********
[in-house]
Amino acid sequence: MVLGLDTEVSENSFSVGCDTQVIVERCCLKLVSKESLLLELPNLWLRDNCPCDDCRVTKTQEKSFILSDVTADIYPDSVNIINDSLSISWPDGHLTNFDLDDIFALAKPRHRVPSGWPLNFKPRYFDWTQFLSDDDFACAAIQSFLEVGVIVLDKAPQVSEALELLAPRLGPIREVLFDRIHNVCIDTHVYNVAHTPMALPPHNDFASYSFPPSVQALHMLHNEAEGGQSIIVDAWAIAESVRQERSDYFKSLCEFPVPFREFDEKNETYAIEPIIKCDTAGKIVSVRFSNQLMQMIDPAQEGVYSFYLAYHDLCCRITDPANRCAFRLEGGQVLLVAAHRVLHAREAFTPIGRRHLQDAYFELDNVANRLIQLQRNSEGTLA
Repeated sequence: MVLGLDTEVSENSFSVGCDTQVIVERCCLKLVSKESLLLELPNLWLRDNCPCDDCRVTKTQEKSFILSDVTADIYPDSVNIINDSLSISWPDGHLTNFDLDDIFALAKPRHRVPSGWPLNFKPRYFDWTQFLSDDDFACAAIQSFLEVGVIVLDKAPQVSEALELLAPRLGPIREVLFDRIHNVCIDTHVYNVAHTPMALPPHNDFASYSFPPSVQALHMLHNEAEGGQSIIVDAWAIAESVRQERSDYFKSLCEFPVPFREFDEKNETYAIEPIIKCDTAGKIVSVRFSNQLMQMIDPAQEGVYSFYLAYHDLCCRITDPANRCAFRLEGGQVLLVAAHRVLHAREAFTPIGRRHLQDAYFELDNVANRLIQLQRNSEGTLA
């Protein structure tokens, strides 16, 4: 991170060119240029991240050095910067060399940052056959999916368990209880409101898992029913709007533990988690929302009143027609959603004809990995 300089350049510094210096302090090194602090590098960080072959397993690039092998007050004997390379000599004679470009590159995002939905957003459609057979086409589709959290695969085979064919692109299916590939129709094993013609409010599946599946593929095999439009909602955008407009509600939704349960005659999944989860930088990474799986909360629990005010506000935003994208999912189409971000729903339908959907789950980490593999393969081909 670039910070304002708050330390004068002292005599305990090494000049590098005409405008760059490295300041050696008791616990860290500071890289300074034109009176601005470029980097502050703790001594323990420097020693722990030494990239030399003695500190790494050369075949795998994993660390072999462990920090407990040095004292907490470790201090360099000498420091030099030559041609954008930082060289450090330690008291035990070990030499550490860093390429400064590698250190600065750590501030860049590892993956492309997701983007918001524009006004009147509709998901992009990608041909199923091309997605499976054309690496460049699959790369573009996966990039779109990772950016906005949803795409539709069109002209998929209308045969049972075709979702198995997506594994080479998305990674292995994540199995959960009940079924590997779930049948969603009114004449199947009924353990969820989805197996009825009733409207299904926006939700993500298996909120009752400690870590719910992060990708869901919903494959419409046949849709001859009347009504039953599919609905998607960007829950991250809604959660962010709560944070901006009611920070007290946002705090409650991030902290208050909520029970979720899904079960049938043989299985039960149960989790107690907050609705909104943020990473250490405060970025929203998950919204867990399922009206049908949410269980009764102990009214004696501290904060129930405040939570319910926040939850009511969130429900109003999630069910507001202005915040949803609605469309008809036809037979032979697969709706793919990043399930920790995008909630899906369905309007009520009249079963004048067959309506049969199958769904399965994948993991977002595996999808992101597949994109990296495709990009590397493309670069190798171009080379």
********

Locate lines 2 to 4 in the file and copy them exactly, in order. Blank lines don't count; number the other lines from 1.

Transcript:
Amino acid sequence: MVLGLDTEVSENSFSVGCDTQVIVERCCLKLVSKESLLLELPNLWLRDNCPCDDCRVTKTQEKSFILSDVTADIYPDSVNIINDSLSISWPDGHLTNFDLDDIFALAKPRHRVPSGWPLNFKPRYFDWTQFLSDDDFACAAIQSFLEVGVIVLDKAPQVSEALELLAPRLGPIREVLFDRIHNVCIDTHVYNVAHTPMALPPHNDFASYSFPPSVQALHMLHNEAEGGQSIIVDAWAIAESVRQERSDYFKSLCEFPVPFREFDEKNETYAIEPIIKCDTAGKIVSVRFSNQLMQMIDPAQEGVYSFYLAYHDLCCRITDPANRCAFRLEGGQVLLVAAHRVLHAREAFTPIGRRHLQDAYFELDNVANRLIQLQRNSEGTLA
Repeated sequence: MVLGLDTEVSENSFSVGCDTQVIVERCCLKLVSKESLLLELPNLWLRDNCPCDDCRVTKTQEKSFILSDVTADIYPDSVNIINDSLSISWPDGHLTNFDLDDIFALAKPRHRVPSGWPLNFKPRYFDWTQFLSDDDFACAAIQSFLEVGVIVLDKAPQVSEALELLAPRLGPIREVLFDRIHNVCIDTHVYNVAHTPMALPPHNDFASYSFPPSVQALHMLHNEAEGGQSIIVDAWAIAESVRQERSDYFKSLCEFPVPFREFDEKNETYAIEPIIKCDTAGKIVSVRFSNQLMQMIDPAQEGVYSFYLAYHDLCCRITDPANRCAFRLEGGQVLLVAAHRVLHAREAFTPIGRRHLQDAYFELDNVANRLIQLQRNSEGTLA
């Protein structure tokens, strides 16, 4: 991170060119240029991240050095910067060399940052056959999916368990209880409101898992029913709007533990988690929302009143027609959603004809990995 300089350049510094210096302090090194602090590098960080072959397993690039092998007050004997390379000599004679470009590159995002939905957003459609057979086409589709959290695969085979064919692109299916590939129709094993013609409010599946599946593929095999439009909602955008407009509600939704349960005659999944989860930088990474799986909360629990005010506000935003994208999912189409971000729903339908959907789950980490593999393969081909 670039910070304002708050330390004068002292005599305990090494000049590098005409405008760059490295300041050696008791616990860290500071890289300074034109009176601005470029980097502050703790001594323990420097020693722990030494990239030399003695500190790494050369075949795998994993660390072999462990920090407990040095004292907490470790201090360099000498420091030099030559041609954008930082060289450090330690008291035990070990030499550490860093390429400064590698250190600065750590501030860049590892993956492309997701983007918001524009006004009147509709998901992009990608041909199923091309997605499976054309690496460049699959790369573009996966990039779109990772950016906005949803795409539709069109002209998929209308045969049972075709979702198995997506594994080479998305990674292995994540199995959960009940079924590997779930049948969603009114004449199947009924353990969820989805197996009825009733409207299904926006939700993500298996909120009752400690870590719910992060990708869901919903494959419409046949849709001859009347009504039953599919609905998607960007829950991250809604959660962010709560944070901006009611920070007290946002705090409650991030902290208050909520029970979720899904079960049938043989299985039960149960989790107690907050609705909104943020990473250490405060970025929203998950919204867990399922009206049908949410269980009764102990009214004696501290904060129930405040939570319910926040939850009511969130429900109003999630069910507001202005915040949803609605469309008809036809037979032979697969709706793919990043399930920790995008909630899906369905309007009520009249079963004048067959309506049969199958769904399965994948993991977002595996999808992101597949994109990296495709990009590397493309670069190798171009080379």